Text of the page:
The challenge of maintaining necessary vascular and endovascular services at a referral center in Northern Italy during the COVID-19 outbreak.Vascular. 2021 Aug; 29(4):477-485.V
The Padova Hospital Vascular Surgery Division is located in Veneto, one of the area of the Northern Italy most hit by the Coronavirus disease 2019 outbreak. The aim of this paper is to describe the protocols adopted and to evaluate their impact during the acute phase of Coronavirus spread, focusing on the management of elective and urgent/emergent surgery, outpatients activity, and also health staff preservation from intra-hospital Coronavirus disease 2019 infection.
Several measures were progressively adopted in the Padova University Hospital to front the Coronavirus disease 2019 outbreak, with a clear strong asset established by 9 March 2020, after the Northern Italy lockdown. Since this date, the Vascular Surgery Unit started a "scaled-down" activity, both for elective surgical procedures and for the outpatient Clinical activities; different protocols were developed for health preservation of staff and patients. We compared a two months period, 30 days before and 30 days after this time point. In particular, emergent vascular surgery was regularly guaranteed as well as urgent surgery (to be performed within 24 h). Elective cases were scheduled for "non-deferrable" pathology. A swab test protocol for COVID-19 was applied to health-care professionals and hospitalized patients.
The number of urgent or emergent aortic cases remained stable during the two months period, while the number of Hospital admissions via Emergency Room related to critical limb ischemia decreased after national lockdown by about 20%. Elective vascular surgery was scaled down by 50% starting from 9 March; 35% of scheduled elective cases refused hospitalization during the lockdown period and 20% of those contacted for hospitalization where postponed due to fever, respiratory symptoms, or close contacts with Coronavirus disease 2019 suspected cases. Elective surgery reduction did not negatively influence overall carotid or aortic outcomes, while we reported a higher major limb amputation rate for critical limb ischemia (about 10%, compared to 4% for the standard practice period). We found that 4 out of 98 (4%) health-care providers on the floor had an asymptomatic positive swab test. Among 22 vascular doctors, 3 had a confirmed Coronavirus disease 2019 infection (asymptomatic); a total of 72 swab were performed (mean = 3.4 swab/person/month) during this period; no cases of severe Coronavirus disease 2019 (deaths or requiring intensive care treatment) infection were reported within this period for the staff or hospitalized patients.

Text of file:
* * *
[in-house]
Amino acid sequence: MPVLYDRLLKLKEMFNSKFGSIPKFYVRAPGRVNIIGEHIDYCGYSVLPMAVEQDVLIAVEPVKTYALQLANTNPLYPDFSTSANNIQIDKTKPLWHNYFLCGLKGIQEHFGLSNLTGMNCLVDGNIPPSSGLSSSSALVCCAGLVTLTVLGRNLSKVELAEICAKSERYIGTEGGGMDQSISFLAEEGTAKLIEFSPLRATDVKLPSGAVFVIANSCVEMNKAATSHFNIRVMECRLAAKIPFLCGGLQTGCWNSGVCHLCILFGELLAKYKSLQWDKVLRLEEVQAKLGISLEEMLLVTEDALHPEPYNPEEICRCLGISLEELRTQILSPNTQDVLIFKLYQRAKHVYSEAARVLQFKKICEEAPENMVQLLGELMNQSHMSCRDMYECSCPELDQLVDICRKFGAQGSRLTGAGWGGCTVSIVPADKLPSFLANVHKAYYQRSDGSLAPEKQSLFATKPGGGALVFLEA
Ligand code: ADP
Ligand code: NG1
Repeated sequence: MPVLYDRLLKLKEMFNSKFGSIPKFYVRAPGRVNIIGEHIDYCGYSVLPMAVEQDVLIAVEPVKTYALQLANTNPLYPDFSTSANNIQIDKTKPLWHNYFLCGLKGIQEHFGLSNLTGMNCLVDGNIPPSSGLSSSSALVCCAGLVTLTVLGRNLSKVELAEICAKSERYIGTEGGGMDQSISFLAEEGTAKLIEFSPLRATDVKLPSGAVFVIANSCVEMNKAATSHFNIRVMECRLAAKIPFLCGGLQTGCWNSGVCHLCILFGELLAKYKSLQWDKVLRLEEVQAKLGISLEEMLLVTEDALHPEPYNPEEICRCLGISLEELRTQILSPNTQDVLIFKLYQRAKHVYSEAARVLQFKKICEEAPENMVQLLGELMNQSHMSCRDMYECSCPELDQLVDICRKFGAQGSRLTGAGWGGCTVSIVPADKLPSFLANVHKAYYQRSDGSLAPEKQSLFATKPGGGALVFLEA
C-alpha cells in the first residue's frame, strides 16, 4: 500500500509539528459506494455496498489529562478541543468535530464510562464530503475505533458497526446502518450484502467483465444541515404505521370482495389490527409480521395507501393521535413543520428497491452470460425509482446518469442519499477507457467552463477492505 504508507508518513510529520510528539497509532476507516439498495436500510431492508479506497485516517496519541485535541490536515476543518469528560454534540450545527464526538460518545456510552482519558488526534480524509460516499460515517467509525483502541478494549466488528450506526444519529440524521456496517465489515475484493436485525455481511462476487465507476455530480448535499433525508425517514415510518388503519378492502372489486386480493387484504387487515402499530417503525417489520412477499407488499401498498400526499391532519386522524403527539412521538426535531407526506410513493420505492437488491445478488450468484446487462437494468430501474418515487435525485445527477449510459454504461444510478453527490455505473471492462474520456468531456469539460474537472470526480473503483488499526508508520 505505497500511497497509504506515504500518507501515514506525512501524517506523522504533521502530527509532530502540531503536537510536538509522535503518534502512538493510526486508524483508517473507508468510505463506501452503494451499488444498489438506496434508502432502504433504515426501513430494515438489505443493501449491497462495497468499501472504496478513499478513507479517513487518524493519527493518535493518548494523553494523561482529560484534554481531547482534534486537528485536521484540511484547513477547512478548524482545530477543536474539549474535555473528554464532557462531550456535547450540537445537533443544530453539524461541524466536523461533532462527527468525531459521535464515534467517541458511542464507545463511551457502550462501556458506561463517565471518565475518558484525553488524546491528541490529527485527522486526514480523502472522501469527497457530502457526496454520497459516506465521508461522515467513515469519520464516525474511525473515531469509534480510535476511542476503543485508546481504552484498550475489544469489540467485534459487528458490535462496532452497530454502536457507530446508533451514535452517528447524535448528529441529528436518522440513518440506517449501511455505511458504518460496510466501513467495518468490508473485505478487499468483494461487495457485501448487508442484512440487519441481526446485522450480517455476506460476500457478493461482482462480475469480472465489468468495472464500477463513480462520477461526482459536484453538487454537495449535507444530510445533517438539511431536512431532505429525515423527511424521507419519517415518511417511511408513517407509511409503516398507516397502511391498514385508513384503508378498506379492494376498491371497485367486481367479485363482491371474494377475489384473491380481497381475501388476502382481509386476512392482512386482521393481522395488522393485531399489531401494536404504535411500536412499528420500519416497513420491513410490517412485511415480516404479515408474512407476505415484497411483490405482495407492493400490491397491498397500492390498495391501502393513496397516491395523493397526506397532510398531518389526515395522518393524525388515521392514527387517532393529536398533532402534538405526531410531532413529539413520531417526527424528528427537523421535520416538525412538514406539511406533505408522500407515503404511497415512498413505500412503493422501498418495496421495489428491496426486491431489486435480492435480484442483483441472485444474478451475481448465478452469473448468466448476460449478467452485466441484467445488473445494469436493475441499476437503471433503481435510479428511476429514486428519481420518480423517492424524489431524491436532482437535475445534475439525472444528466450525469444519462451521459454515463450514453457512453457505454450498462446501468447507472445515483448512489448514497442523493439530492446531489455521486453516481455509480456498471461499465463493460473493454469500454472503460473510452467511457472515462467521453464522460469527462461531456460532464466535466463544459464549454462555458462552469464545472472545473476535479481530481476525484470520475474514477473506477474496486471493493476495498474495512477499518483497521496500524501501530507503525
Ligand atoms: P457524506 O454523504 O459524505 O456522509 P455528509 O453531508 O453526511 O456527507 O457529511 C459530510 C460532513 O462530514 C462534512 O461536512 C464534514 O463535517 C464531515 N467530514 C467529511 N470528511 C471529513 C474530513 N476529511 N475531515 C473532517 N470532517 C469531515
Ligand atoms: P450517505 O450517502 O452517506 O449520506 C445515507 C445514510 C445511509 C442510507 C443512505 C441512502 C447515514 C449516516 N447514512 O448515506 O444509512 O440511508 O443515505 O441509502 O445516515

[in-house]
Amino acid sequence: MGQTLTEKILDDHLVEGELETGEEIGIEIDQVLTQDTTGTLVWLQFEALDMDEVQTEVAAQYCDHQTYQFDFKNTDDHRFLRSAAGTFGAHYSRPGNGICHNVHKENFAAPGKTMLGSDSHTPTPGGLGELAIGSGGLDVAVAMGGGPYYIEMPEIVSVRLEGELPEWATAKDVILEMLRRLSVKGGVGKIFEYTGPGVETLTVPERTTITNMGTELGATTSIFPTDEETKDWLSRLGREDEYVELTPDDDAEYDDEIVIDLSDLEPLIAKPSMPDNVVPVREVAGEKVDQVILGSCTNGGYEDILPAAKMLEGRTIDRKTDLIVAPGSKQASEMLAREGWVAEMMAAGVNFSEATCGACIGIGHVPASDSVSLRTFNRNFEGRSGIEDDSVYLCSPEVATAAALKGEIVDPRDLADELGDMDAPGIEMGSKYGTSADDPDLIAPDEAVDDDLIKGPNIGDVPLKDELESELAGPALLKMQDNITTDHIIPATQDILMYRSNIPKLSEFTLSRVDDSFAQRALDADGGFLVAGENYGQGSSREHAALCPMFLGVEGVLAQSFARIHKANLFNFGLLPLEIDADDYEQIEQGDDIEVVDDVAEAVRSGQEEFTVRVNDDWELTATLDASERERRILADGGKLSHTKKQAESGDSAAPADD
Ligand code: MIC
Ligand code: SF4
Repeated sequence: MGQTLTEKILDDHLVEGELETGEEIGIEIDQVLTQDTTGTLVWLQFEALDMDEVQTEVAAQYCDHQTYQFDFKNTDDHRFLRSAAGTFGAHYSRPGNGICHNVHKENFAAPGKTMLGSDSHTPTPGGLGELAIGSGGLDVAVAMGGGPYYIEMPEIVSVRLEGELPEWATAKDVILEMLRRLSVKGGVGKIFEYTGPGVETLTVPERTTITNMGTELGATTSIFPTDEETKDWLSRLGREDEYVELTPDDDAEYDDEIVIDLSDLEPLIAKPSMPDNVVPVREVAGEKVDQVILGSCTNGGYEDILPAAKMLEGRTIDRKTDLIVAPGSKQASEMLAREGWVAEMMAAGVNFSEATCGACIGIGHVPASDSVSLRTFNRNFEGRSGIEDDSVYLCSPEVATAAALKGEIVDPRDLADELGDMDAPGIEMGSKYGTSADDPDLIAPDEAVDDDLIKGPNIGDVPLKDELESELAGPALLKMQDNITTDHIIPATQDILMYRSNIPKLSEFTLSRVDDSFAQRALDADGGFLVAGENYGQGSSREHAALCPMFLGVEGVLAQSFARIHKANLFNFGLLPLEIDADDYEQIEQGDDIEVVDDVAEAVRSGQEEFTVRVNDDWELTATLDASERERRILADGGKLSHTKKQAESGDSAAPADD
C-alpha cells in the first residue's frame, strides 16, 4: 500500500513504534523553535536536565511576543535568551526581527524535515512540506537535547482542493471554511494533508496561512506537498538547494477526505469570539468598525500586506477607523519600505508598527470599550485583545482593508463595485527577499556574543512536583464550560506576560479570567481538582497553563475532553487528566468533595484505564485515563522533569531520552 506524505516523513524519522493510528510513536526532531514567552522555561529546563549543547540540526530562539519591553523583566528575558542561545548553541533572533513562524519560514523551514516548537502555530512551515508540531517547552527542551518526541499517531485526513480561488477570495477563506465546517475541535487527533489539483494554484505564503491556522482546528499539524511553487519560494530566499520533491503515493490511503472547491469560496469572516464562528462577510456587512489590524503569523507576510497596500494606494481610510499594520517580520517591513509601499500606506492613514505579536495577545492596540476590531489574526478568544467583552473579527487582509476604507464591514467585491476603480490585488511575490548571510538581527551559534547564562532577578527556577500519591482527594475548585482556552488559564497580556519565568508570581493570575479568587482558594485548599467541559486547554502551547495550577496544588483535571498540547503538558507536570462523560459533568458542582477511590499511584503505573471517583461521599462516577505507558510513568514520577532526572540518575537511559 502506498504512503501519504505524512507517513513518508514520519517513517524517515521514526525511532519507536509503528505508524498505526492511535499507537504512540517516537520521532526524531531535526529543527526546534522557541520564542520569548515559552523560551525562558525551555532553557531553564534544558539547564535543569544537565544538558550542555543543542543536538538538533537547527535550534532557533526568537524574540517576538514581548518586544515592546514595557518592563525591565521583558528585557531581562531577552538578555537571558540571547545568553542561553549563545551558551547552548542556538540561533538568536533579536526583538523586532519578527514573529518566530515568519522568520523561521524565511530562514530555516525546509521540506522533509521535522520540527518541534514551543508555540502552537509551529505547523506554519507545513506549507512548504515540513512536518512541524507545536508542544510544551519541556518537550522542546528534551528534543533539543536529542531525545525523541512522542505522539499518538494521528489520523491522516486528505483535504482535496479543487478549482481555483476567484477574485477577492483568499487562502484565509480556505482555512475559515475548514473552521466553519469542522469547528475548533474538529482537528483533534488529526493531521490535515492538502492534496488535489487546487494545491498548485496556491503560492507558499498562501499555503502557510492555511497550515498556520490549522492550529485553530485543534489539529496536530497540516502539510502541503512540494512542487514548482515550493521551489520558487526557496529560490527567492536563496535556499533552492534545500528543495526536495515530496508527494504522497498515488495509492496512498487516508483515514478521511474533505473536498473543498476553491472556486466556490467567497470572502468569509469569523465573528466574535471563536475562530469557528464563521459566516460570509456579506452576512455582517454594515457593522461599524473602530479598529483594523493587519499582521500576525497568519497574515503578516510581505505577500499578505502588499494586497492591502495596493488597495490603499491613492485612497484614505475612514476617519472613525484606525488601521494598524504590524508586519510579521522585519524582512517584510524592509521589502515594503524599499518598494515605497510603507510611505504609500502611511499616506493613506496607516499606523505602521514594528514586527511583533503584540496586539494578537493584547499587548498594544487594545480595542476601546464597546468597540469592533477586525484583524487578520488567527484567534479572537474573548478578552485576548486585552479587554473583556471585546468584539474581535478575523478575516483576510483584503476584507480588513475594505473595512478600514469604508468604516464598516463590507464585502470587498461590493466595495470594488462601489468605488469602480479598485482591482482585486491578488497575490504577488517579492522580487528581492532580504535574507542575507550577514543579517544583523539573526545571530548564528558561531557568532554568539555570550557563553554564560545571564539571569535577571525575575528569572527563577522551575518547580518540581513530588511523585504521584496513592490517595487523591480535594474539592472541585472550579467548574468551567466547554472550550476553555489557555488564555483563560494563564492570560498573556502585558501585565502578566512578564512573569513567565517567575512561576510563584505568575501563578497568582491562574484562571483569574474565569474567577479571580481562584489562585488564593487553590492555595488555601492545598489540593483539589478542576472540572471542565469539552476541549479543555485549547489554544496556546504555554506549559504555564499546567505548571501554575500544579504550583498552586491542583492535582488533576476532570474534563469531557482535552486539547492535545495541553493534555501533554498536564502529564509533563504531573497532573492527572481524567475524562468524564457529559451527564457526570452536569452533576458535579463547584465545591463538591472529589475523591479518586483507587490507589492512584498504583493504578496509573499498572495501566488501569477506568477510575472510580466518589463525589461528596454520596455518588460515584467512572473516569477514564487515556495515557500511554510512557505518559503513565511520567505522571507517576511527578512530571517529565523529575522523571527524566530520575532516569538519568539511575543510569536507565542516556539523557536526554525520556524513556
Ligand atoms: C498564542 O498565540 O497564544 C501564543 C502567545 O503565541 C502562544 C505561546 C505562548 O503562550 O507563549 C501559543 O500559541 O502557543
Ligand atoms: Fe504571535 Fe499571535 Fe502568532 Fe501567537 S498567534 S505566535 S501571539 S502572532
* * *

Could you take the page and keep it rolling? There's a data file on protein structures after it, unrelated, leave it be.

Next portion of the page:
Elective vascular surgery needs to be guaranteed as possible during Coronavirus disease 2019 outbreak. The number of truly emergent cases did not reduce, on the other side, Emergency Room accesses for non-emergent cases decreased. Our preliminary results seem to describe a scenario where, if the curve of the outbreak in the regional population is flattened, in association with appropriate hospitals containment rules, it may be possible to continue the activity of the Vascular Surgery Units and guarantee the minimal standard of care.